The Vancouver Art Gallery & The Boer WarWednesday, March 10, 2010
While driving Monday morning to Rona to purchase shady garden grass seed for my garden, I turned on CBC Radio 1’s Almanac and listened to Kirk Williams. He is the provisional host while Mark Forsythe is on holidays. Williams introduced a man whose voice was a dead ringer for Archibald Alexander Leach. It was a smooth and urbane voice. I would vote for the auditory doppelgänger or buy a used Toyota from him.
The Cary Grant impersonator was Michael Audain OC OBC Chairman Polygon Homes Ltd., Chair of the Vancouver Art Gallery Foundation, the Audain Foundation for the Visual Arts, and the National Gallery of Canada and most important is Chair of the group involved in the project to move the VAG to Larwill Park across from the Queen Elizabeth Theatre. He was calm and fielded questions (most listeners who chipped into the program were against the move) very well. He even managed to answer (it sounded good, I am not sure he made sense) when a speaker enquired about the in-the-red situation of the current art gallery and the fact that they are reducing staff and shortening their hours to save money.
It is understood that since the Province of British Columbia (which owns the property) does not charge the VAG rent, the reason for the red ink has to be explored and reconciled with a sum that would be upwards of 250 million Canadian dollars to build a new facility in the proposed site of Larwill Park which is the city block to one side of the Queen Elizabeth Theatre.
Larwill Park was a temporary (I understand that from the records) site of the Greyhound Bus Station. Previous to that it had served as a military parade ground and troops that were going to be sent to the Boer war were mustered there.
In the last few weeks several troubling incidents re: our city, have been revealed by the Vancouver Sun, the Globe & Mail and Francis Bula in her blog.
1. Under the mayorship of Philip Owen a deal was struck where the Vancouver Park Board sold Larwill Park to the City's Property Endowment Fund so that the Board could buy land along the Fraser River.
2. Subsequently we have found out that an office tower might be built in Larwill Park as a quid pro quo arrangement whereupon as Francis Bula writes in her blog(fragment of it in paragraph below)
The latest complication I discovered on Friday was that the city has already committed to using $48 million of the development profits from the site (most if not all of them) to pay for the QE Theatre renovation that happened in the past couple of years. More details on this confusing tale [in the Globe & Mail] here.
3. An article in the Tuesday Vancouver Sun written by Jonathan Ross explains why so much stuff happens in our city behind closed doors. It seems that many important decisions are made by our city bureaucrats and not by our elected officials.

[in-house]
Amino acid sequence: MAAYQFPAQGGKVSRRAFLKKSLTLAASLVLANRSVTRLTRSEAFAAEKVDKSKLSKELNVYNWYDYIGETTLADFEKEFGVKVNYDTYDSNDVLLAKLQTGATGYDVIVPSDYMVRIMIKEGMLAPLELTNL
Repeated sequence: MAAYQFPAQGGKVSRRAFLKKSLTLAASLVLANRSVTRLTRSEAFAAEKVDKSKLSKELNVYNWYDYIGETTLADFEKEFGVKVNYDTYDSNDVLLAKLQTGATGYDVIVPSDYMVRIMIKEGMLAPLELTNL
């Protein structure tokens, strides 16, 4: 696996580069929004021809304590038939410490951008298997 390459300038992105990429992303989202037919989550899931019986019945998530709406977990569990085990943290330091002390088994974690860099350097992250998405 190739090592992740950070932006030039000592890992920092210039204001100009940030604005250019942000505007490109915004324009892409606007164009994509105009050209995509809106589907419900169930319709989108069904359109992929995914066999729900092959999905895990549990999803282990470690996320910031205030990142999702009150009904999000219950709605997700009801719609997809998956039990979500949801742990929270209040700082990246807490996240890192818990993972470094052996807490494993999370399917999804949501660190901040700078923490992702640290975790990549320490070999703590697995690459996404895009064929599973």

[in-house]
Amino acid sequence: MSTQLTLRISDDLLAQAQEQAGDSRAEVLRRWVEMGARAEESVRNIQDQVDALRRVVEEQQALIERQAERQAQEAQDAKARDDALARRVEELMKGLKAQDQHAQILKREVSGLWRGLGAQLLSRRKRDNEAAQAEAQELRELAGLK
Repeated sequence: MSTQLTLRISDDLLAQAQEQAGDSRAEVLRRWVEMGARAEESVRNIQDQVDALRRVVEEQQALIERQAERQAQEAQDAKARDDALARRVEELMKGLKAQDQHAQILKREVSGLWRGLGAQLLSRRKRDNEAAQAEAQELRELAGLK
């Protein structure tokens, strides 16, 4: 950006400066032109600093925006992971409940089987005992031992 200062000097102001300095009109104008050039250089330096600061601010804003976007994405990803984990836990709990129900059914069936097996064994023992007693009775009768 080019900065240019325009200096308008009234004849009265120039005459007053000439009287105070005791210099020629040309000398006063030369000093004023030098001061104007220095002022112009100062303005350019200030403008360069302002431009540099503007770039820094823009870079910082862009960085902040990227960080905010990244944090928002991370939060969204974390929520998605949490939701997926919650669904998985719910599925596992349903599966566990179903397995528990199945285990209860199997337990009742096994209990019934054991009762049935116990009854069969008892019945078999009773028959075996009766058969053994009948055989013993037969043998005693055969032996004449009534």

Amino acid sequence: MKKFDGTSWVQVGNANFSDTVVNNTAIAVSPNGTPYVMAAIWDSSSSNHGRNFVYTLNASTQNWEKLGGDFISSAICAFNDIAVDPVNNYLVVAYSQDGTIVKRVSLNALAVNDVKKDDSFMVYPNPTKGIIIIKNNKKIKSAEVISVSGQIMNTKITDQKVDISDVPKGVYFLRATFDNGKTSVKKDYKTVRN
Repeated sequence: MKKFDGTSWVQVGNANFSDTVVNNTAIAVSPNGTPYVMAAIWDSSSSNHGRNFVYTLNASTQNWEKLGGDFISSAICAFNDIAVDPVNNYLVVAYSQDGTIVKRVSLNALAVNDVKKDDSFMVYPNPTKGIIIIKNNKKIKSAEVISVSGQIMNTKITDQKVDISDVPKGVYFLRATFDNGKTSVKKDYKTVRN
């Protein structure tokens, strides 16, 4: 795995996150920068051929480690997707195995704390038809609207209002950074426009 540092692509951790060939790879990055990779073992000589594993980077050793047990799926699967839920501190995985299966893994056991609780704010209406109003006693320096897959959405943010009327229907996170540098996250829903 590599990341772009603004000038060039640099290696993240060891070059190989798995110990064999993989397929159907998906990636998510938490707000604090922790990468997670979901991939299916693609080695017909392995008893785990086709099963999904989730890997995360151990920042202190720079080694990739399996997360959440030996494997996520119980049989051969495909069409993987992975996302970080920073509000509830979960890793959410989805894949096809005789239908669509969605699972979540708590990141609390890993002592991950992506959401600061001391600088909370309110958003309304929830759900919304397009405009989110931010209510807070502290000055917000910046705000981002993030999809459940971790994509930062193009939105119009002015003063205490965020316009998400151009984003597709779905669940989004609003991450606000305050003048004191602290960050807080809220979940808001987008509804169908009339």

4. Max Wyman told me he was privy some years ago to a meeting at the VAG that proposed the idea of incorporating the parts of the Simpson Sears building (designed by renowned international architect Cesar Pelli) with the VAG. An unnamed friend of mine said, “Douglas Coupland could place one of his airplane sized projects into that building with room to spare.” Wyman even told me that there were discussions involving he building of some sort of mechanical escalator between the VAG and Sears.
We (I) suspect that when Eaton’s had to vacate the site Cadillac Fairview (it leases the building from the city who owns the land) must have given Sears a sweet deal. But the sweet deal is not going to bring shoppers into a store that does not have a department that sells one of the Sears mainstays, Craftsman tools. I have to go all the way to Lougheed Highway to have my Craftsman lawnmower serviced. It would seem to me that if Sears could sublease part of the cavernous building, Sears, the VAG and we the citizens of this city would profit.
5. Miro Cernetig wrote an intelligent column on Monday on what is happening to our Robson Square Centre and particular in the light on how popular the location was during the 2010 Olympics.
To 5 I would add that I had several discussions on Robson Square with Arthur Erickson and my friend Abraham Rogatnick (who died in August 2009). It was our opinion that one of the biggest mistakes of our city was to bring in UBC to Robson Square.
The average person on the street is aware that Simon Fraser University is in town. Coincidentally he or she might even inform you that part of that downtown site on West Hastings was formerly a Sears store! I have attended countless seminars and lectures on urban affairs at SFU Downtown Campus.
How many people know that there is an important bookstore not far from Chapters on Robson and Howe? Few might know that UBC has a downtown campus in Robson Square and that the prestigious UBC Bookstore has a branch right there!
This general ignorance is that in my opinion UBC has botched its presence downtown. They have ill used the site and given it such a low profile that few know it exists.
In the past the Robson Media Centre (as it used to be called) had interesting cultural events in the premises and in particular in the Judge White Auditorium. It was in this auditorium whose sides had softly carpeted steps where some of us would slouch to listen to the likes of Arthur Erickson talk about our city. The auditorium was always full and I felt the richness of living with a city. I felt almost like an Athenian citizen of old.
What has happened to that auditorium? Is it used at all? This auditorium could be the very auditorium that Michael Audain says the VAG lacks.
It is my opinion (one I shared with Abraham Rogatnick) that UBC should vacate Robson Square and that it be taken over by the VAG.
In the photo above which I took for the Globe & Mail in 1997 that's, from left to right the then director of the gallery, Alf Boguski, curator Dana Augaitis and Michael Audain.